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A Different Approach to Health Benefits: From Reactive Programs to Prevention and Health Promotion

Jan 07, 2016
Monica Haberl Monica Haberl
Research Associate
The Conference Board of Canada

Despite the balmy temperatures enjoyed across Canada throughout December, the cold and flu season will surely rear its ugly head over the winter months. In addition, the “post-holiday-emotional-hangover” is still to come. Holidays not living up to expectations, separation from loved ones, and the financial strain that many consumers struggle with in January can all turn into sources of anxiety or depression.

This may become a significant cost to organizations that provide benefits to their employees—costs are increasing with no signs of slowing down. Benefits are an important component of the total rewards package, and although it is crucial to maintain basic drug, health, dental, and disability coverage, organizations are beginning to take a more proactive and preventative approach to their benefits programs. A recent Conference Board benchmarking report on the benefits programs of Canadian organizations outlines that companies are gearing their programming toward health promotion, early assessment, and early intervention.

It is widely known that stress can be a risk factor for many health challenges—both physical and mental. Employee Assistance Programs (EAPs) continue to be a common cornerstone of mental health support. Other initiatives being introduced to help mitigate these challenges include providing yoga and personal training classes, building on-site gyms, and even reimbursing weight-loss program fees. More and more organizations are introducing healthy cafeteria options, encouraging walking meetings, or providing ergonomic assessments to employees.

Moving forward, it is important for organizations to build a culture of wellness. How do we keep the wind in the sails? Employees and employers alike need to do their part.

What Can Employees Do to Stay Healthy?

  1. Take stress in stride. Work toward attainable goals and understand that circumstances can change—if some goals become unattainable because of circumstances outside of your control, focus on the goals that can be attained. Keep things in long-term perspective.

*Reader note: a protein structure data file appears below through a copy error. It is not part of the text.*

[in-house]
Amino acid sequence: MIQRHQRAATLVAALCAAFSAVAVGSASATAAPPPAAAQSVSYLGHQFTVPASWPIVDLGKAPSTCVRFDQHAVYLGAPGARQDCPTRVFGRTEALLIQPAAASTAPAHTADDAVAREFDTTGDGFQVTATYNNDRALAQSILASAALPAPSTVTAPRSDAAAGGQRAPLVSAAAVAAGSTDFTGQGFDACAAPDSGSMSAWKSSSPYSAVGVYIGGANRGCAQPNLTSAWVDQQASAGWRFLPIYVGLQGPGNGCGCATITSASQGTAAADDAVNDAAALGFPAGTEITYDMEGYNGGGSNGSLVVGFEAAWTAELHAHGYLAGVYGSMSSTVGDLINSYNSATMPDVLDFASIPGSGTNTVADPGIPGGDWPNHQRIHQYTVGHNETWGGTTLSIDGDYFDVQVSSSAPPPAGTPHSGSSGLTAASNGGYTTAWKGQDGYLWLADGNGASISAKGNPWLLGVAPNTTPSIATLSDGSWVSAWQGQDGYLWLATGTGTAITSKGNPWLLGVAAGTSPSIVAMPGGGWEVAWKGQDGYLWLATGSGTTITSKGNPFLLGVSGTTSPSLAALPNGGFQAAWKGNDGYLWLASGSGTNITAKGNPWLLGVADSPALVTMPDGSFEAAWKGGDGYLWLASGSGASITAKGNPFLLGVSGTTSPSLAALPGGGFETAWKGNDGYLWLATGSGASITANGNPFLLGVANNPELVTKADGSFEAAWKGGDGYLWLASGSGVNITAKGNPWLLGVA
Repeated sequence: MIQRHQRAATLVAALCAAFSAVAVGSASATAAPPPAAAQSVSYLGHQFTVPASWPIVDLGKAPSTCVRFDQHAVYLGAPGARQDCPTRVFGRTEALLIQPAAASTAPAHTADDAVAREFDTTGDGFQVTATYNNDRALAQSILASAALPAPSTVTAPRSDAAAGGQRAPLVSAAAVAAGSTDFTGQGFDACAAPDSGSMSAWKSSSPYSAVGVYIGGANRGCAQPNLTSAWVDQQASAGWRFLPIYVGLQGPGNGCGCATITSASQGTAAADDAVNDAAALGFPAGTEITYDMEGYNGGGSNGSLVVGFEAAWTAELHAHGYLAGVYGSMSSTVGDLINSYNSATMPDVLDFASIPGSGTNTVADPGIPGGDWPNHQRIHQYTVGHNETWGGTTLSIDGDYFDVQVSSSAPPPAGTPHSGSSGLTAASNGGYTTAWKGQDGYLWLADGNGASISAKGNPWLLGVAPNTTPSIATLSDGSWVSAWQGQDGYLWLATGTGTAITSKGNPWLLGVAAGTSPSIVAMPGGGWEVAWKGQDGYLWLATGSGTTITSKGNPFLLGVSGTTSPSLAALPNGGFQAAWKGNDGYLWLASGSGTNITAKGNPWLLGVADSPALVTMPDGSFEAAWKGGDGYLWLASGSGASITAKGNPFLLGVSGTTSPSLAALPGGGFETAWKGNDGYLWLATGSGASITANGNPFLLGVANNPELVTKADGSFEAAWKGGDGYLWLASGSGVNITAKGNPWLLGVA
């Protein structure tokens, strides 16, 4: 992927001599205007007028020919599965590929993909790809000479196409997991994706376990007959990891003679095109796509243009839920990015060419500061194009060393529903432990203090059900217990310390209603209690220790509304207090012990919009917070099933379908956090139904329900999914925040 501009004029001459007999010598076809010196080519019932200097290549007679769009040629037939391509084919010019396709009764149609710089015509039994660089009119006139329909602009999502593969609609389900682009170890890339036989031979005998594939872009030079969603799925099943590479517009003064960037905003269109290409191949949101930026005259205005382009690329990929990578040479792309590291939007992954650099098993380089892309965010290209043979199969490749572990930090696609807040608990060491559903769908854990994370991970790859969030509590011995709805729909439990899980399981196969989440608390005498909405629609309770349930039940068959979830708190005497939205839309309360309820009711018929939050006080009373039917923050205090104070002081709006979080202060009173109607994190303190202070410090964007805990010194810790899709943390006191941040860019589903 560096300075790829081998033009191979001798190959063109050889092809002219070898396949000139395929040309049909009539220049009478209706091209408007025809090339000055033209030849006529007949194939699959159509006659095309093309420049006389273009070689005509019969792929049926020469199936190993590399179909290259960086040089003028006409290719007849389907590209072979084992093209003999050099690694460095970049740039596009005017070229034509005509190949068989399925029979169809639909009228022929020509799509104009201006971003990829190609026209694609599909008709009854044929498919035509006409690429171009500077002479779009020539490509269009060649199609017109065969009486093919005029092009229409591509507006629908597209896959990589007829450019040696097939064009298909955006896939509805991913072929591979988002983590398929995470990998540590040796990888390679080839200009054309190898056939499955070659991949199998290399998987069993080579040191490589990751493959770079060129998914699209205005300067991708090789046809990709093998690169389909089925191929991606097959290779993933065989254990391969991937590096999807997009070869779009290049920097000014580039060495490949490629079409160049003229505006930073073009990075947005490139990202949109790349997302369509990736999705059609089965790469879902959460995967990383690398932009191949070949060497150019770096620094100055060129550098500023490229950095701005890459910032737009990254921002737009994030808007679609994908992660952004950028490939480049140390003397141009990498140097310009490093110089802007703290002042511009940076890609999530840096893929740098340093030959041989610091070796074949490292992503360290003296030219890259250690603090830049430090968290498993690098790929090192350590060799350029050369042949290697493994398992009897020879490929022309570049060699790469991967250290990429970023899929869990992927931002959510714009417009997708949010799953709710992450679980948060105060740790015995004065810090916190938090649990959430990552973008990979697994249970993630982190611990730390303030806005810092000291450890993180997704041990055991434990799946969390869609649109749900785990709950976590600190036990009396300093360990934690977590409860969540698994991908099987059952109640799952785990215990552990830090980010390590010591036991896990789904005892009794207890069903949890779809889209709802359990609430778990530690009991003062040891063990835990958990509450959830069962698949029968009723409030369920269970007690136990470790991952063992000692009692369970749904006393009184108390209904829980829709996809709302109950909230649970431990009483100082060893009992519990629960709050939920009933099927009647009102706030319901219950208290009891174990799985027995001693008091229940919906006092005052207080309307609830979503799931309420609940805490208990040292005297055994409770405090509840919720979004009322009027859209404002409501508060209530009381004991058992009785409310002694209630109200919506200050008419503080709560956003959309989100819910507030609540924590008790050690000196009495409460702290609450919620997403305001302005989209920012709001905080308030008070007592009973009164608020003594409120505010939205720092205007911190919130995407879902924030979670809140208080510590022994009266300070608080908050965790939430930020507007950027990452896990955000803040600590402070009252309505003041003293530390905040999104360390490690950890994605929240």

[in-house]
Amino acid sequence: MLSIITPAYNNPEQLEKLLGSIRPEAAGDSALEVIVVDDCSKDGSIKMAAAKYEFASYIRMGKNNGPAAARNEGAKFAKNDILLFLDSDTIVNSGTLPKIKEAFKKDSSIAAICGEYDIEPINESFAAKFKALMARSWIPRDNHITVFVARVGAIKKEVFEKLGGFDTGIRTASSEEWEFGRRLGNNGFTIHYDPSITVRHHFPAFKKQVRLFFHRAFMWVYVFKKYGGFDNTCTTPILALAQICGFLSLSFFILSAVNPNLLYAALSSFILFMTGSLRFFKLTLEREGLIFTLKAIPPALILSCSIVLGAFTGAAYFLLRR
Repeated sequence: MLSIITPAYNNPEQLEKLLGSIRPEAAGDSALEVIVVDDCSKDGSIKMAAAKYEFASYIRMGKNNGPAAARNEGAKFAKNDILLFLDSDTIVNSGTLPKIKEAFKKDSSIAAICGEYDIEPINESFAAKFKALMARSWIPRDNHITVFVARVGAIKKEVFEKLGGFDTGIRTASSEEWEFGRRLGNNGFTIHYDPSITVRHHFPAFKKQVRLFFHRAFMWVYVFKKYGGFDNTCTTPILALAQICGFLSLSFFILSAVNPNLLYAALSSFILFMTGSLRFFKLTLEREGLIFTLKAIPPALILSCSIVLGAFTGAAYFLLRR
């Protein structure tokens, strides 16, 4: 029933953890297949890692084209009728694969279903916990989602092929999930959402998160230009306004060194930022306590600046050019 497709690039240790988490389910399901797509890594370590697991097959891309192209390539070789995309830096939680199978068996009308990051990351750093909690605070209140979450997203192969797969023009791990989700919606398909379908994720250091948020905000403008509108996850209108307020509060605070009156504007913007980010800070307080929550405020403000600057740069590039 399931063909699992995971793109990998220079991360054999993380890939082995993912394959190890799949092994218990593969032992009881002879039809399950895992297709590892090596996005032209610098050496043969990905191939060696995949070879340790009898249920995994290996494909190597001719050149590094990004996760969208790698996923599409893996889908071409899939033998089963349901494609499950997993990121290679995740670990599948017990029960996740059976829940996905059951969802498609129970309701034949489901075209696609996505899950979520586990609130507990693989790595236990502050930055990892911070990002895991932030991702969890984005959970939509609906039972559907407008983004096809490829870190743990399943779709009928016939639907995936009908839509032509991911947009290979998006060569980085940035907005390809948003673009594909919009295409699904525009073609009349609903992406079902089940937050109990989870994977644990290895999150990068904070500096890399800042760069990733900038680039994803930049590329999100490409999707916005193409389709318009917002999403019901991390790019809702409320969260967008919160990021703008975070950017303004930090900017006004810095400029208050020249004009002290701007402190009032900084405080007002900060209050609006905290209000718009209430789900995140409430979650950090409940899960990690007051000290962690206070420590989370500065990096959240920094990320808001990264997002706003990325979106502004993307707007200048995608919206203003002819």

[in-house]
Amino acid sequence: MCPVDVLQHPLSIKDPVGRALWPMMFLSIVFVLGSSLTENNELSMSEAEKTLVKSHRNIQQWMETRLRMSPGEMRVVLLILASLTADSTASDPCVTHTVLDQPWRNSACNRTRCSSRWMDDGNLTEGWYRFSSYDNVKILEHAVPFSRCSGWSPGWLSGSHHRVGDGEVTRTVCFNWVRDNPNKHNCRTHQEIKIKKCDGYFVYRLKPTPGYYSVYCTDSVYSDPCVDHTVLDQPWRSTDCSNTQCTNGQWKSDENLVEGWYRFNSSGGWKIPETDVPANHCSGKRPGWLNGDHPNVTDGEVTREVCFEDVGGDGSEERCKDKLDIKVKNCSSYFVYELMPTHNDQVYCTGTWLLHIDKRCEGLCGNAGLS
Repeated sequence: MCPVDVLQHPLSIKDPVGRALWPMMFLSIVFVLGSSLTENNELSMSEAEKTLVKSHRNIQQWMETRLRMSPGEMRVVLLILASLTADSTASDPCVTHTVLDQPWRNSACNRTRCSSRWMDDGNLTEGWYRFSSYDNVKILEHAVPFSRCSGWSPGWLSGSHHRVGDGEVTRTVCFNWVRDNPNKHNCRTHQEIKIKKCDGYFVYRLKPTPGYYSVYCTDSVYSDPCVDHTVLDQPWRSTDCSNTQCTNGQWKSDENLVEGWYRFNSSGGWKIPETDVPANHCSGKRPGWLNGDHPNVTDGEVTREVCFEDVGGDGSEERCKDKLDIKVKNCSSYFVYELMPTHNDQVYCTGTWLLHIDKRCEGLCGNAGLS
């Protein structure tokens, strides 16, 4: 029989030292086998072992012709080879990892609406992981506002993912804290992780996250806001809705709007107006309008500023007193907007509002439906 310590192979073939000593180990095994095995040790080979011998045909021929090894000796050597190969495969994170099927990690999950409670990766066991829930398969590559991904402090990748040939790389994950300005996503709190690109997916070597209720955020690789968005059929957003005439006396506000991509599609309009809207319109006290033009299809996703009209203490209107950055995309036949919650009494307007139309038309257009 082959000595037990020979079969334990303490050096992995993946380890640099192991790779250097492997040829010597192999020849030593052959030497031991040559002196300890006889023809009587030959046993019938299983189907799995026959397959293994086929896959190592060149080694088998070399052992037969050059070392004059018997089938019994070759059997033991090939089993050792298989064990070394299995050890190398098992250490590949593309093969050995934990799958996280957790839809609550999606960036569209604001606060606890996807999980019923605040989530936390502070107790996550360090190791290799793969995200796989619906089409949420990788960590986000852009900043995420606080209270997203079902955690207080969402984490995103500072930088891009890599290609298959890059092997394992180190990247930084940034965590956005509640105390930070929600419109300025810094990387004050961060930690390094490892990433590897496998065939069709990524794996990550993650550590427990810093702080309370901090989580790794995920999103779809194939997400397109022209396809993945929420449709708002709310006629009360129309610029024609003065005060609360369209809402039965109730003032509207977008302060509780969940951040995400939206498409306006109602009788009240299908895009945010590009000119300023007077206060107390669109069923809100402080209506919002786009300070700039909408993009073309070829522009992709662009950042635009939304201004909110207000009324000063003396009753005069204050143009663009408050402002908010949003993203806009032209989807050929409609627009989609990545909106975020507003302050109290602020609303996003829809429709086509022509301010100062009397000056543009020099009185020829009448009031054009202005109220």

2. Take the stairs. Try to keep moving throughout the day, even in short intervals. Host walking meetings, take the stairs, or get off the bus a stop early and walk a longer distance. Even the short stints of exercise count!
  3. Encourage your peers. Start a workplace walking group or yoga class at lunch. Stir up some friendly competition and track steps with your colleagues.
  4. If you’re sick, stay home! This one speaks for itself—you’ll be back on your feet faster, and your cubicle mates will thank you!

What Can Employers Do to Encourage Healthy Behaviours?

  1. Educate your employees. Provide monthly lunch and learns outlining the benefits of healthy living; build awareness about mental health and share information on how to reduce stress.
  2. Make it easy for employees to be healthy. Offer a variety of healthy cafeteria options; sponsor workplace sports teams; provide flu shots and smoking cessation programs.
  3. Demonstrate a culture of wellness from the top down. Healthy behaviour shouldn’t be just an HR initiative. Work to get senior leaders to buy in and commit to their own wellness plans, and encourage managers to do the same.
  4. Communicate! Many organizations provide health benefits that employees are unaware of—communicate the value and services an EAP can provide; make sure employees are aware of healthy activities they can join, or that they are eligible to have an ergonomic assessment done.

Related Webinars

The 2015 Benefits Benchmarking Webinar: Containing Costs, Maintaining Coverage

Dealing with Workplace Stress—Proven Strategies for Employee Well-Being

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